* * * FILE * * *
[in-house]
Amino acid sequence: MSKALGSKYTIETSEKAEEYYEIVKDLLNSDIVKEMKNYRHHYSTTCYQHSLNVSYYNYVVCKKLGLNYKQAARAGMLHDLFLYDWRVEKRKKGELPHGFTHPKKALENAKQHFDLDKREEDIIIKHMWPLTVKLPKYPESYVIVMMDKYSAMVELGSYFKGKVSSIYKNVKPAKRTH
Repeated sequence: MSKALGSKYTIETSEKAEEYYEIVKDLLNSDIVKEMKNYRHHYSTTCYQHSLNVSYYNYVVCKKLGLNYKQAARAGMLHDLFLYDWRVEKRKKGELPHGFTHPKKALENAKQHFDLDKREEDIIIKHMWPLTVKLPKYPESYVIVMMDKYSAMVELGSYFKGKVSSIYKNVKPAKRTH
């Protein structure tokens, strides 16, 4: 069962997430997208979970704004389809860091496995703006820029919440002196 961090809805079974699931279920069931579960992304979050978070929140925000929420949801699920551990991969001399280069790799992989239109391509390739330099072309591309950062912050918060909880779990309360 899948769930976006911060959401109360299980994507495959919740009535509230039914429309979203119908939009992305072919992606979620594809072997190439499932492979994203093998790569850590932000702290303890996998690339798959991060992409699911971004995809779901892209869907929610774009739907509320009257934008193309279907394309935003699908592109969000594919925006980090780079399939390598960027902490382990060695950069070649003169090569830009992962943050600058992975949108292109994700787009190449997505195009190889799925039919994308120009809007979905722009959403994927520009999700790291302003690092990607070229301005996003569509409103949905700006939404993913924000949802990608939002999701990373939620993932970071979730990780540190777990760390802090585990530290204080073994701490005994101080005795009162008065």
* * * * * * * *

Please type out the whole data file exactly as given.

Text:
[in-house]
Amino acid sequence: MSKALGSKYTIETSEKAEEYYEIVKDLLNSDIVKEMKNYRHHYSTTCYQHSLNVSYYNYVVCKKLGLNYKQAARAGMLHDLFLYDWRVEKRKKGELPHGFTHPKKALENAKQHFDLDKREEDIIIKHMWPLTVKLPKYPESYVIVMMDKYSAMVELGSYFKGKVSSIYKNVKPAKRTH
Repeated sequence: MSKALGSKYTIETSEKAEEYYEIVKDLLNSDIVKEMKNYRHHYSTTCYQHSLNVSYYNYVVCKKLGLNYKQAARAGMLHDLFLYDWRVEKRKKGELPHGFTHPKKALENAKQHFDLDKREEDIIIKHMWPLTVKLPKYPESYVIVMMDKYSAMVELGSYFKGKVSSIYKNVKPAKRTH
């Protein structure tokens, strides 16, 4: 069962997430997208979970704004389809860091496995703006820029919440002196 961090809805079974699931279920069931579960992304979050978070929140925000929420949801699920551990991969001399280069790799992989239109391509390739330099072309591309950062912050918060909880779990309360 899948769930976006911060959401109360299980994507495959919740009535509230039914429309979203119908939009992305072919992606979620594809072997190439499932492979994203093998790569850590932000702290303890996998690339798959991060992409699911971004995809779901892209869907929610774009739907509320009257934008193309279907394309935003699908592109969000594919925006980090780079399939390598960027902490382990060695950069070649003169090569830009992962943050600058992975949108292109994700787009190449997505195009190889799925039919994308120009809007979905722009959403994927520009999700790291302003690092990607070229301005996003569509409103949905700006939404993913924000949802990608939002999701990373939620993932970071979730990780540190777990760390802090585990530290204080073994701490005994101080005795009162008065």